Message from UM President Seth Bodnar


To the UM campus community,

As the events of this week continue to unfold, I wanted to reach out to our community of faculty, staff and students and assure each of you that the safety of our people is our No. 1 priority at the University of Montana. We cannot go about the business of education and transformation if we are not safe and secure in our surroundings, classrooms, offices and play spaces. As a father and your colleague, I take this very seriously.

Yesterday, we made the proactive decision to close McGill Hall after tests by independent consultants confirmed the presence of asbestos in the building. When viewing the results of those tests through the lens of safety, the decision to close the building was evident.

Managing asbestos is not unique to UM. Every school is the MUS faces this challenge. Homeowners, business owners and municipalities across the country wrestle with asbestos daily. It is a public health concern of tremendous magnitude and one that has no easy answers.

Buildings built before 1980 contain asbestos — that is a fact. Throughout the MUS system, we have protocols for containing that asbestos, and I can assure you we that we carefully follow those protocols and will continue to follow those protocols.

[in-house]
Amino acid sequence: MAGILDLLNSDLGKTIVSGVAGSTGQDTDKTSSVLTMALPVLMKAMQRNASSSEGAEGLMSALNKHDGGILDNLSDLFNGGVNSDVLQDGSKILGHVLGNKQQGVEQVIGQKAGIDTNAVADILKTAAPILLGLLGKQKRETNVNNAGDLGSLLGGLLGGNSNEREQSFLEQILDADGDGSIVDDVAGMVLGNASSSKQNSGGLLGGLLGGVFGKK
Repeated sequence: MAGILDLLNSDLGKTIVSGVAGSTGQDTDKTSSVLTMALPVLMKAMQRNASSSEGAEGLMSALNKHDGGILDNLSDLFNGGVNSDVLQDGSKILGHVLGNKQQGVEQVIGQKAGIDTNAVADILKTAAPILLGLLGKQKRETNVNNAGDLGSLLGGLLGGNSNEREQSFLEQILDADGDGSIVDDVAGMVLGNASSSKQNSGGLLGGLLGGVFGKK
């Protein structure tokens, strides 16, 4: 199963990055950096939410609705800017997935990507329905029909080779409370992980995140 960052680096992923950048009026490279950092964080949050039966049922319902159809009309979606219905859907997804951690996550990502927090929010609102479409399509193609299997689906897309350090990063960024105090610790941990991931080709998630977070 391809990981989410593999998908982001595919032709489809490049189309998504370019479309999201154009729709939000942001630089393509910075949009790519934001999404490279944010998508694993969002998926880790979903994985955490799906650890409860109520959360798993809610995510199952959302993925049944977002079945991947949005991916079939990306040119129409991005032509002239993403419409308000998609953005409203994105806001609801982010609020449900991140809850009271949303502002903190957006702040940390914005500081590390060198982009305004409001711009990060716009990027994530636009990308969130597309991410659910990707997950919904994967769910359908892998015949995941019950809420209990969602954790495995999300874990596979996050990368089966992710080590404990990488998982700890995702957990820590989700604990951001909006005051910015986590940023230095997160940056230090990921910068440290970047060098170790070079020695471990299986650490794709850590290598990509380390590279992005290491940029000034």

In December, when we had a maintenance issue in McGill Hall, we discovered the presence of asbestos in one office suite and HVAC system. There are several HVAC systems in the building. We immediately sealed off the suite and performed tests. Our facilities group determined that while the asbestos release was first thought to be the result of the maintenance work, it was really due to the degradation of joints in the pipework. They proactively began looking for other fittings that were installed at the same time. That led to the discovery in the ASUM Day Care Center and the decision to test the rest of the building. Our consultants found higher than expected test results, which led to yesterday’s decision to close the facility.

The event in McGill is in the process of being contained, and we will continue to communicate with you as we move through each step in the process. In this case, we went beyond our established protocols and tested more of the building and for longer time periods than required. And we are thankful we did since it allowed us to take action much more quickly.

We know other areas of campus contain asbestos. We have protocols for managing asbestos in place, and we are following them. The events of this week have shown us that we must re-examine our areas of highest concern, and we will do so.

We are actively working with the Environmental Protection Agency, the Centers for Disease Control, the Department of Environmental Quality, the Missoula County Health Department and the MUS to review current protocol and to determine what else we can do to ensure our employees’ safety.

Updates will continue to be posted on this website:

This is a difficult situation for everyone and one that we will face with a commitment to transparency and expert-informed actions. I want to thank our team for its proactive approach and the campus community for its supportive response to those impacted. Once again, I am left in awe of each of you and your capacity for care.